EU Member States are able to exchange criminal record information directly with the United Kingdom via the UK’s Criminal Record Information System (UK-CRIS).

Part 3 Title IX of the EU-UK Trade and Cooperation Agreement provides for the exchange of criminal records data between the UK and individual EU Member States through a shared infrastructure, supplementing Articles 13 and 22(2) of the European Convention on Mutual Assistance in Criminal Matters 1959, and its Additional Protocols. The arrangements include streamlined and time-limited processes for exchanging criminal records information and specify that information can be exchanged for crime prevention and safeguarding purposes.

The UK has declared that the central authority to which requests for conviction information should be made is the ACRO Criminal Records Office (ACRO) – the UK Central Authority for the Exchange of Criminal Records. As such, EU Member States should send requests for criminal records to ACRO.

Contact details for ACRO:

Telephone: +44 1489 569 800
Email: enquiries@acro.pnn.police.uk

EU Member States should request court certificates directly from the relevant court. A copy of the criminal record (see above) must be attached to the request, which will also contain the name of the sentencing court. Contact details for courts in England and Wales, Northern Ireland, or Scotland can be found on their respective websites.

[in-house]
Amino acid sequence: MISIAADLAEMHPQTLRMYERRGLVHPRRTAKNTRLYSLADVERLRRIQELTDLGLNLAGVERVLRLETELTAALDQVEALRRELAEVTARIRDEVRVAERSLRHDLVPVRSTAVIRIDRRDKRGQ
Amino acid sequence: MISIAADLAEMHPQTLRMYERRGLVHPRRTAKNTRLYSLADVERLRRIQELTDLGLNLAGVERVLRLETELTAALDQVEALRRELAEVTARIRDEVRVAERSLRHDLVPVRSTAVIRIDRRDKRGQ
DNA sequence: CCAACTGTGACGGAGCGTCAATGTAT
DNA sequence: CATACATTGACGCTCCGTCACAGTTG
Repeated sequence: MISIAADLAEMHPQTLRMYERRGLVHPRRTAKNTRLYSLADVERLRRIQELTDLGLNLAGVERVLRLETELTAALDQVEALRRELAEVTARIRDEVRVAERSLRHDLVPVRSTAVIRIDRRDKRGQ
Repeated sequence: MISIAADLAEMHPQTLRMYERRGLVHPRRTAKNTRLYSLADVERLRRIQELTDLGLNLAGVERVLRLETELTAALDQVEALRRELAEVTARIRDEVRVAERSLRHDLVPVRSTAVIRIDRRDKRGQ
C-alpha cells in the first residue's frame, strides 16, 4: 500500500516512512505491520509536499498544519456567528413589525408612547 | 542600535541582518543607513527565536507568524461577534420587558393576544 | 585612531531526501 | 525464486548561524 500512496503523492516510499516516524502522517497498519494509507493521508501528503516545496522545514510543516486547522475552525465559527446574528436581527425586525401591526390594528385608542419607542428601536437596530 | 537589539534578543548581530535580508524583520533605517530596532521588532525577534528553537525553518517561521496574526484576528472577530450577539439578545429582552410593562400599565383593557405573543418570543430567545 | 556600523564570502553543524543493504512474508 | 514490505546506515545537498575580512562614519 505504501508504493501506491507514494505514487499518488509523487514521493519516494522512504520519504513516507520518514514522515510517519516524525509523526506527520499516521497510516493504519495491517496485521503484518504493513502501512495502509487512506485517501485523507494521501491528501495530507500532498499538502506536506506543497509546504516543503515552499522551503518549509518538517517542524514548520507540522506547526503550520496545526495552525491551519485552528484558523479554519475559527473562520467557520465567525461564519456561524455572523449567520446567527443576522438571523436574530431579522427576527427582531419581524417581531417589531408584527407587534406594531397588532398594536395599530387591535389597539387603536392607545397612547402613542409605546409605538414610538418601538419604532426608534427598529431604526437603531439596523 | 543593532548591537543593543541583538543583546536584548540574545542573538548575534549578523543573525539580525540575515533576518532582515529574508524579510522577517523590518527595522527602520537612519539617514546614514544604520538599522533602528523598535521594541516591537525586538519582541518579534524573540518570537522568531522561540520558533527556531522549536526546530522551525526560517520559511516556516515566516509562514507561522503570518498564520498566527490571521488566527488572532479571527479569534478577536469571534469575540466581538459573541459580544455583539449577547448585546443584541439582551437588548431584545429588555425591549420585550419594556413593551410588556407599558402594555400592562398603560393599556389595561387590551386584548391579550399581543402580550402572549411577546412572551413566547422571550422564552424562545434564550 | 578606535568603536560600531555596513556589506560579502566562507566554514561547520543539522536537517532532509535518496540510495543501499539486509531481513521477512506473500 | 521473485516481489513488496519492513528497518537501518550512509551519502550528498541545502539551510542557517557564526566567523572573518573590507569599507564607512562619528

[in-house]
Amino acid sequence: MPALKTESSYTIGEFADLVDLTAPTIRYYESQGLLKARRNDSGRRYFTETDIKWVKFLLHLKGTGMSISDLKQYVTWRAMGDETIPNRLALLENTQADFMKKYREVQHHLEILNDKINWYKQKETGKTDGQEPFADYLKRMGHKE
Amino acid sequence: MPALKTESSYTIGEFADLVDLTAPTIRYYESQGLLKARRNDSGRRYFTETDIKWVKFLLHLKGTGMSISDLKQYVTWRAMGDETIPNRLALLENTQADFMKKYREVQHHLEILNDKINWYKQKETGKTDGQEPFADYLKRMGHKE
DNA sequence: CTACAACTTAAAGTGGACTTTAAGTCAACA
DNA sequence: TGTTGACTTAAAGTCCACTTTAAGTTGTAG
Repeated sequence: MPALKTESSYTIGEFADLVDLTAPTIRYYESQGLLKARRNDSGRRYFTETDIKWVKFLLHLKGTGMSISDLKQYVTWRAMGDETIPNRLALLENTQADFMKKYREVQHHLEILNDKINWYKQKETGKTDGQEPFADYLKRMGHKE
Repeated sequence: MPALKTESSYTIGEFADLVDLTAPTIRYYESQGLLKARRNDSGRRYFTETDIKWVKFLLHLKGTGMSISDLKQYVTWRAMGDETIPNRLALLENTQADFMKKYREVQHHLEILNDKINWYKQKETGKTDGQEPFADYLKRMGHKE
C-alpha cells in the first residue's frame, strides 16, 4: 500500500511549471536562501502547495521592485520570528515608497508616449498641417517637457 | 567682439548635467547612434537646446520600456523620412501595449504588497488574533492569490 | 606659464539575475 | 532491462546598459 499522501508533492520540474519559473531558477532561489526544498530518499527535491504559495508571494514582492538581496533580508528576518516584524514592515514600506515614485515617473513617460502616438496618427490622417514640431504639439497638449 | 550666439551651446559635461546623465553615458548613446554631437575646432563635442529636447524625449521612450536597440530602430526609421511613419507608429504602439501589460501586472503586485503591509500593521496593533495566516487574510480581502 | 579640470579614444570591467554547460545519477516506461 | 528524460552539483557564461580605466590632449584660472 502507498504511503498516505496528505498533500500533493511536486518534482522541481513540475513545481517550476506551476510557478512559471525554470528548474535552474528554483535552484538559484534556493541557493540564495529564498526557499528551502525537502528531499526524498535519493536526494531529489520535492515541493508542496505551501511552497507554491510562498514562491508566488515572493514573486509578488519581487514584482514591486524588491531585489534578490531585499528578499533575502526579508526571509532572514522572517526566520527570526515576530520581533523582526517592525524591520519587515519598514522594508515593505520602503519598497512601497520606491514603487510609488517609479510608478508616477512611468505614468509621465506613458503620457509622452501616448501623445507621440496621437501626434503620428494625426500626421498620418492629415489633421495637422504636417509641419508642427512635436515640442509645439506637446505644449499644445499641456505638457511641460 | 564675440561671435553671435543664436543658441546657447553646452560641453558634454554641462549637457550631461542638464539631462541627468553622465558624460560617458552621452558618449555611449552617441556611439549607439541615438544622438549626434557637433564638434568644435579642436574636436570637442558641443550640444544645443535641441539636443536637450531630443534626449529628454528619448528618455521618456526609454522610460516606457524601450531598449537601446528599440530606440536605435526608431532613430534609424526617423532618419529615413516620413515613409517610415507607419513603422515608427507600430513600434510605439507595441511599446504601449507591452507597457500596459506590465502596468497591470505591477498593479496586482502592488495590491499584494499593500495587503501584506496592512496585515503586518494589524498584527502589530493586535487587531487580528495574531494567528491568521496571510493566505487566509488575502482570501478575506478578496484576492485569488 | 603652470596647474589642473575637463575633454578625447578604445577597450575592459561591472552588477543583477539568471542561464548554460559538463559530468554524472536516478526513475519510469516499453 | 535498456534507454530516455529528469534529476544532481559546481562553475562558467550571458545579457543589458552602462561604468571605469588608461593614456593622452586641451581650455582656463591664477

Crown Dependencies and Overseas Territories

The Crown Dependencies (Bailiwicks' of Guernsey and Jersey, and the Isle of Man), and the UK Overseas Territories (Anguilla, Bermuda, British Virgin Islands, Cayman Islands, Falklands, Gibraltar, Montserrat, St Helena, Turks and Caicos Islands, and Pitcairn) are not part of the UK. The Crown Dependencies and the Overseas Territories are wholly responsible for executing requests within their own jurisdictions. Requests should usually be sent to the Attorney General of the Crown Dependency or Overseas Territory from where assistance is required.

Further Information

As of 1 January 2021, the new rules for the judicial cooperation between the European Union and the United Kingdom applies since parties agreed on the Trade and Cooperation Agreement between the European Union and the European Atomic Energy Community, of the one part, and the United Kingdom of Great Britain and Northern Ireland (hereinafter – the Trade and Cooperation Agreement).